TIME OUT OF MIND | Movie Review


It can best be said that humanity as a whole is only as good as how we treat our least fortunate.  The homeless population in the U.S., and for that matter the world, has been an ongoing dilemma.  In order to avoid an emotional response or hold any personal responsibility, we as a society have created government programs who know how to best handle the somewhat delicate details of engaging these individuals and determining what’s best for their well-being.  Non-profit organizations also help to fill in the areas that the government cannot fully cover and, when called upon, we donate a few dollars or a can of peas their way as well.  The system isn’t flawless and often times the most in need fall to the wayside, unable to stabilize their life and escape the annual statistics of homelessness.  Whether it is related to work, money, mental illness, or domestic violence, if that person seeks our help, or doesn’t, we should be there for them.

In Time Out Of Mind, directed by Oren Moverman, Richard Gere plays George, a widower evicted suddenly from his friend’s apartment.  He is confused, tired, and wandering the streets of New York City with no identification.  His estranged daughter Maggie (Jena Malone) wants nothing to do with him.  George desperately seeks answers to his current situation, and how he came to live on the streets, by finding shelter wherever he can.  Shelters in New York City have a strict security process and discipline their residents to adhere to curfew and find employment if possible.  Guards monitor any disorderly conduct while you are arranged a bed and locker.  There is no privacy and you must deal with all manner of mentally ill or dangerous roommates.  George eventually meets Dixon (Ben Vereen), an old man well-versed in the procedures of homelessness.  He tags along with Dixon, who teaches him the do’s and don’ts.  They strike up a friendship of necessity that eventually brings up the very feelings that both of them have been suppressing for years.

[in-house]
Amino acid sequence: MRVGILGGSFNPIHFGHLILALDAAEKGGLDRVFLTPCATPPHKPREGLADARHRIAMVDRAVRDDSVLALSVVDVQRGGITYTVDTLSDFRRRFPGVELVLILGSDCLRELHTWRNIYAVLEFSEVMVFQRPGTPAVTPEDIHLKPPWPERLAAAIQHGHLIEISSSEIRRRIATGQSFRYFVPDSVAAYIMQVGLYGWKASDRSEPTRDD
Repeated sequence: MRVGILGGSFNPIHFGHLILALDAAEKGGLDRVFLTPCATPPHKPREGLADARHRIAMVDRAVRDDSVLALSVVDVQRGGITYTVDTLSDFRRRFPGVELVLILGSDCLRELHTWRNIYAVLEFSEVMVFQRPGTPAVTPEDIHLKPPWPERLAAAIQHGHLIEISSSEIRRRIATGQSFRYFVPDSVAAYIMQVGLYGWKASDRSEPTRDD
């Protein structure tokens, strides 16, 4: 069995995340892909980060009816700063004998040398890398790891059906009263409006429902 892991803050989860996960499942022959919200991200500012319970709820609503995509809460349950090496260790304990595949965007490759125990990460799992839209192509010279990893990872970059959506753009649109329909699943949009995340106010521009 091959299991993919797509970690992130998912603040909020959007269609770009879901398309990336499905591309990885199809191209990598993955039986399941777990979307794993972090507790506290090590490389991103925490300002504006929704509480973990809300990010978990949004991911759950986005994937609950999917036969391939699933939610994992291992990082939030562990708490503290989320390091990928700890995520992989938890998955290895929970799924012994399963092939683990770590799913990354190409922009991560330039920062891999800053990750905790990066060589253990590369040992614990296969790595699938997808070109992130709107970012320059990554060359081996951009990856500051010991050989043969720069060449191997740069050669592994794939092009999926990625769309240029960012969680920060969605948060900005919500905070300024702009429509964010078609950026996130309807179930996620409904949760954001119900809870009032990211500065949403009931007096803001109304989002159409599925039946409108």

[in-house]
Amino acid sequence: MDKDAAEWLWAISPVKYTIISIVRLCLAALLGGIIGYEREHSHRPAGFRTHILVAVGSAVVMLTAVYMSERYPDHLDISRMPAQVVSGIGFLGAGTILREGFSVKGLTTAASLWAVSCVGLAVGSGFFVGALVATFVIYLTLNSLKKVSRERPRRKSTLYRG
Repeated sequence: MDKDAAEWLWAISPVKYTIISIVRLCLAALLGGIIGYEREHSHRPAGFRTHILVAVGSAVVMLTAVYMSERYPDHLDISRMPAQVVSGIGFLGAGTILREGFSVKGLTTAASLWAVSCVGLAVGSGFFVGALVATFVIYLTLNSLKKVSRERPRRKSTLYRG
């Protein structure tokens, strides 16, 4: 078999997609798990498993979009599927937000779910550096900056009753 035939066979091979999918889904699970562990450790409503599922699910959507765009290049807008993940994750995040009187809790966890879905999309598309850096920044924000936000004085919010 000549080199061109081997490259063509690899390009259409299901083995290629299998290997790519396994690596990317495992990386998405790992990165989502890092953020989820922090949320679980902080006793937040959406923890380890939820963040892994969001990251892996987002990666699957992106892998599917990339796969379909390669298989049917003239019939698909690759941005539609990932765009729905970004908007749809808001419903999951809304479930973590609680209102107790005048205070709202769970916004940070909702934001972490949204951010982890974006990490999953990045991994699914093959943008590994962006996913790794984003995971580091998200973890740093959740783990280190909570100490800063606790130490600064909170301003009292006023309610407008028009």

The movie is a test in patience as it stretches out the very thin plot in the hopes of tugging at your heartstrings with the very real settings of shelter life.  The stress in getting help and staying sane when things are at their worst.  No matter how many stories people from all walks of life bring to the table, it is hard for us to focus on any one of them and this movie tries to give us a glimpse of a single man’s journey through the system.

Richard Gere is terrific as always and occasionally unrecognizable on the streets begging for money.  His voice is a pretty good giveaway though.  I enjoyed his performance in Arbitrage, another small film of his that focused heavily on one character.  He is strong on screen and even though the movie tends to meander you are invested in his outcome.  Ultimately George is trying to find intermittent moments to attempt reconciliation with his daughter, but mostly uses his time getting through the day on what little he has from panhandling.

Time Out Of Mind suffers from an exhaustive runtime, but succeeds in its main actor’s performance and the supporting cast.  Richard Gere and Ben Vereen are great together onscreen.  Jena Malone doesn’t have much screen time, but is serviceable in the few scenes she does have.  Kyra Sedgwick has an even smaller role in this movie and does a great job as well.  The movie could have done a better job communicating to its audience the purpose of the journey.  Maggie is an obvious unresolved conflict that George must sort out, but his personal journey is full of so many false starts that you wonder if it’s going anywhere at all.  We know George is lost emotionally and mentally, but that doesn’t mean we should be too.  Still the film manages to successfully put us in the shoes of a damaged man, body and soul, and for that it’s a worthwhile endeavor.


About Time Out of Mind

Synopsis: George seeks refuge at Bellevue Hospital, a Manhattan intake center for homeless men, where his friendship with a fellow client helps him try to repair his relationship with his estranged daughter.

Director: Oren Moverman

Writers: Oren Moverman, Jeffrey Caine

Stars: Richard Gere, Jena Malone, Steve Buscemi, Kyra Sedgwick, Ben Vereen

Rated: PG

Runtime: 120 Minutes

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